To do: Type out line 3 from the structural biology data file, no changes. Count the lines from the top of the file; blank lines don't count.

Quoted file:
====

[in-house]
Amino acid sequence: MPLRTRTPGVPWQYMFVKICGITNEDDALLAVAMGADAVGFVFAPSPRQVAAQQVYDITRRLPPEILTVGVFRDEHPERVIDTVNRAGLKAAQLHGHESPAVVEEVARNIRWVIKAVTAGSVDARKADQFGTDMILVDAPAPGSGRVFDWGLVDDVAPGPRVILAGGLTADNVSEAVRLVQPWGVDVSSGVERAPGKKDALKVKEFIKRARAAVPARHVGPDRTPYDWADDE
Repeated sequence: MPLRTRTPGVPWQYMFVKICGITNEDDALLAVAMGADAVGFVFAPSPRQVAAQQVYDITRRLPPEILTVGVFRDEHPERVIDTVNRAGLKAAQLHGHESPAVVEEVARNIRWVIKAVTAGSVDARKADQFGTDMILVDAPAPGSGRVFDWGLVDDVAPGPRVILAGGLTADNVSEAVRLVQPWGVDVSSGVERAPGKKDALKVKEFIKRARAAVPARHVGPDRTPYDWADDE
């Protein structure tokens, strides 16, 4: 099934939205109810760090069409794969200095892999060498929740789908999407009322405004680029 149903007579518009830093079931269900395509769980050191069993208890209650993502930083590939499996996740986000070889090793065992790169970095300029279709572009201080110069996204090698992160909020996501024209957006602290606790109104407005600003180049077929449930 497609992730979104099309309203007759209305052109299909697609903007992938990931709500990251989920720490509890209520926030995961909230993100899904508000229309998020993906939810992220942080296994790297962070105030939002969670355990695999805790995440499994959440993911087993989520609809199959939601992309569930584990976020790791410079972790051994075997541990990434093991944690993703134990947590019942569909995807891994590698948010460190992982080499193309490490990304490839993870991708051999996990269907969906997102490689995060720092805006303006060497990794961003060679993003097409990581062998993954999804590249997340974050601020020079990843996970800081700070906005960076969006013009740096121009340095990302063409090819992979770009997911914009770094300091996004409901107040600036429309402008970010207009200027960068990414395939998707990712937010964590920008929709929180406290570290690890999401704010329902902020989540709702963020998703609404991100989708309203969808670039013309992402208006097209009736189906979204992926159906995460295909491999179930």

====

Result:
Repeated sequence: MPLRTRTPGVPWQYMFVKICGITNEDDALLAVAMGADAVGFVFAPSPRQVAAQQVYDITRRLPPEILTVGVFRDEHPERVIDTVNRAGLKAAQLHGHESPAVVEEVARNIRWVIKAVTAGSVDARKADQFGTDMILVDAPAPGSGRVFDWGLVDDVAPGPRVILAGGLTADNVSEAVRLVQPWGVDVSSGVERAPGKKDALKVKEFIKRARAAVPARHVGPDRTPYDWADDE